Ho, ho, ho, Christmas has arrived! Many of you told us that you start festive projects in August, so without further ado, let's begin. Issue 94, on sale 24th August, is the perfect way to ease you into the season – it includes a stunning Candy Cane yarn kit that has been used to make the impressive creations below. But before you get stuck in, make sure to enter our Toymaker of the Year competition, find all the details here. In the latest issue, you'll find out about knitting during the war — did you know that crafters created secret codes in their work? It's a very exciting read, that's for sure. Make sure you grab your copy... and Merry Christmas!
- Christmas Blanket: Part 1
- Snowy The Dachshund
- Cute Macarons
- Amigurumi Hippo
- Handbag Charms
- Stool Cover
- Flower Coin Purses
- Amigurumi Insects
- Lamb Toy
- Pom-pom garland
- Hot Air Balloons
- View all
- ISSUE 94 SNEAK PEEK
- 11 Crochet Truths We Learnt The Hard Way
- Craft Crush: Chunky Knits
- So What Exactly Is A Yarn Cake?
- Your Crafty Wishlist
- 9 Projects for National Watermelon Day
- 9 FREE Patterns To Crochet With Your Kids This Summer!
- 8 Feelings After Completing a Project
- ISSUE 93 SNEAK PEEK
- 13 Things You Didn’t Think Of Making With A Granny Square
- 13 Lifelike Amigurumi Animals
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- Accessories Crochet Patterns
- Amigurumi Crochet Patterns
- Baby Crochet Patterns
- Christmas Crochet Patterns
- Granny squares Crochet Patterns
- Homewares Crochet Patterns
- Toy Crochet Patterns
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- A Catch Up With Arne and Carlos
- These Manchester Appeal Crochet Celebs Are Taking The World By Storm
- ISSUE 92 SNEAK PEEK
- Knitting And Crochet World Records
- Craft Your Way To Mindfulness
- ISSUE 91 SNEAK PEEK
- Bonus Project: Bunglebees
- Recreate Princess Charlotte’s Style
- Free Knitted and Crocheted Storage Patterns
- Free Summer Projects
- 13 FREE Crochet Easter Projects
- View all
Knit or Crochet for Wildlife Rescue Nests
Wildlife Rescue Nests is a non-profit project that encourages knitters and crocheters to make a woolly nest for wildlife across the world.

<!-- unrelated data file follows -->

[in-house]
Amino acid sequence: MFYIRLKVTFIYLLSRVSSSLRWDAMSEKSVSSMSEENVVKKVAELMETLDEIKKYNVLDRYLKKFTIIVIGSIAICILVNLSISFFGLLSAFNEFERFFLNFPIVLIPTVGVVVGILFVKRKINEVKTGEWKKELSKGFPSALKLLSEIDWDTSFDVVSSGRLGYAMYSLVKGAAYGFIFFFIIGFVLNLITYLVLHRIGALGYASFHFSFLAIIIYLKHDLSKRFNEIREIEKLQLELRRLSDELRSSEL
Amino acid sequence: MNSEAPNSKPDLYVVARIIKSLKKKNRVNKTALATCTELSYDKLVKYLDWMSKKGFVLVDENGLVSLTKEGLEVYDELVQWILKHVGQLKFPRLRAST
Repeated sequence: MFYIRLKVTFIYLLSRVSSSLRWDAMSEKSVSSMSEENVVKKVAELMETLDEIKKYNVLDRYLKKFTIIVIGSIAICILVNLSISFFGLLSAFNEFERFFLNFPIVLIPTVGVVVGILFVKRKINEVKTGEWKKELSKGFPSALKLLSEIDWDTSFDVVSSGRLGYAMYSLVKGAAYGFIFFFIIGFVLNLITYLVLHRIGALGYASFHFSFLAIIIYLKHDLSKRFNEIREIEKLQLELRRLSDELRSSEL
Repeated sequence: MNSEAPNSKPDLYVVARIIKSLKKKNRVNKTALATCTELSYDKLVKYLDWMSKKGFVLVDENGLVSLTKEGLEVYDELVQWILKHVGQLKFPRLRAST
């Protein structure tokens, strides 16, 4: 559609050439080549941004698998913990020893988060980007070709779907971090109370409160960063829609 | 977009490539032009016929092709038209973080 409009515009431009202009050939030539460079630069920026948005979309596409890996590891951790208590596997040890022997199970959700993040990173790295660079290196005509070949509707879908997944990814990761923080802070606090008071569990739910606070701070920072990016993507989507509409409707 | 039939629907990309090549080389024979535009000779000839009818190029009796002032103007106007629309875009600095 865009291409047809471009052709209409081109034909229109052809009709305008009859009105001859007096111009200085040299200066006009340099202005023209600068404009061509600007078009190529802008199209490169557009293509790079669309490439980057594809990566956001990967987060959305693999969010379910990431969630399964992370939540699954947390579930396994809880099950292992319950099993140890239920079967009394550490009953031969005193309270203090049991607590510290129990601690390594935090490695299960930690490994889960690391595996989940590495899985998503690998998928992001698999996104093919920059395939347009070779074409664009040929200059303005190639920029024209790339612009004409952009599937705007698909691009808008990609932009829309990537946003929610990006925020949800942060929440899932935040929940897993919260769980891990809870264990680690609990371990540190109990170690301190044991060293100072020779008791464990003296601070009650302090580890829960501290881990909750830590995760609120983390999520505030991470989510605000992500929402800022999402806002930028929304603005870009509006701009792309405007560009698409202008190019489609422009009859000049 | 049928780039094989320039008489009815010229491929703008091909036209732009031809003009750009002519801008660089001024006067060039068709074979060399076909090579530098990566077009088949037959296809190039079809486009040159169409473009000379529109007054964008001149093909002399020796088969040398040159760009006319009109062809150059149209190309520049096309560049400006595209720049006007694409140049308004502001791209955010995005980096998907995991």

The project provides both knitting and crochet patterns for making a nest and details on more than 170 wildlife rescue centres which volunteers can send theirs to. It also shares piccies from centres so you can see who has benefited from your help! We spoke to founder Katie Deline-Ray, to discuss how she came to set up the initiative.
Could you tell us how it all started?
It all began when I broke my hand in the winter of 2013. I spent a lot of time online during my recovery and stumbled upon a webpage where someone from the US was talking about some nests they were creating for a local wildlife rescue centre. I thought it was such a wonderful idea that I started searching to see if anything of its kind was set up in Canada. There wasn’t, surprisingly, and that is how Wildlife Rescue Nests was born.
For the first six months or so I was only providing nests to wildlife rescues in Ontario, Canada, but decided to start a Facebook page to see if any other crafty people would like to help provide nests. We now provide nests to 170 wildlife rescues in nine countries, including Canada, the US, Ireland, the UK, Germany, India, Africa, Australia and New Zealand.
Are there any specifics when making a nest?
The key to a successful nest is the tension; the nests must be constructed tightly, with no loose loops. Typically, many centres will line the nests with paper towels so they can be washed easily in-between, but the tight construction helps ensure that no little claws or toes get caught. We haven’t had any issues yet, but have been diligent in telling volunteers about the importance of tension when making their nests. Other than this, the crocheted nests are very easy to make and only involve two simple stitches - a single crochet stitch and a slip stitch. I also have a video tutorial posted on our website and Facebook page.